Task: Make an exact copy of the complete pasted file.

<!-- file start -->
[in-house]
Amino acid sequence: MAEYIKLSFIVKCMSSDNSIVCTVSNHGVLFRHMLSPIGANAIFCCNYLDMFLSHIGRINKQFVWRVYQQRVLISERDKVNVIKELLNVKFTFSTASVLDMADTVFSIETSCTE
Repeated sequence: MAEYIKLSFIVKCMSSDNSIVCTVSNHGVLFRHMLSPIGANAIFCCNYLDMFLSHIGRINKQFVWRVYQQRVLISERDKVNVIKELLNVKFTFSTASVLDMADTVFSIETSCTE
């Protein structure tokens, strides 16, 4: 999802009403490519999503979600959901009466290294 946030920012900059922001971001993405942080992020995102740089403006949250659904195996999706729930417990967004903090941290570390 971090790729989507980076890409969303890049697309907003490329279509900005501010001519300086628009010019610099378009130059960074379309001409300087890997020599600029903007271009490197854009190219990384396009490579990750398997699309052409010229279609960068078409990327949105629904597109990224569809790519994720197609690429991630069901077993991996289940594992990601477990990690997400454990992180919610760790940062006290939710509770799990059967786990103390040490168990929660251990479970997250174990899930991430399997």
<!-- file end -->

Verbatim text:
[in-house]
Amino acid sequence: MAEYIKLSFIVKCMSSDNSIVCTVSNHGVLFRHMLSPIGANAIFCCNYLDMFLSHIGRINKQFVWRVYQQRVLISERDKVNVIKELLNVKFTFSTASVLDMADTVFSIETSCTE
Repeated sequence: MAEYIKLSFIVKCMSSDNSIVCTVSNHGVLFRHMLSPIGANAIFCCNYLDMFLSHIGRINKQFVWRVYQQRVLISERDKVNVIKELLNVKFTFSTASVLDMADTVFSIETSCTE
């Protein structure tokens, strides 16, 4: 999802009403490519999503979600959901009466290294 946030920012900059922001971001993405942080992020995102740089403006949250659904195996999706729930417990967004903090941290570390 971090790729989507980076890409969303890049697309907003490329279509900005501010001519300086628009010019610099378009130059960074379309001409300087890997020599600029903007271009490197854009190219990384396009490579990750398997699309052409010229279609960068078409990327949105629904597109990224569809790519994720197609690429991630069901077993991996289940594992990601477990990690997400454990992180919610760790940062006290939710509770799990059967786990103390040490168990929660251990479970997250174990899930991430399997």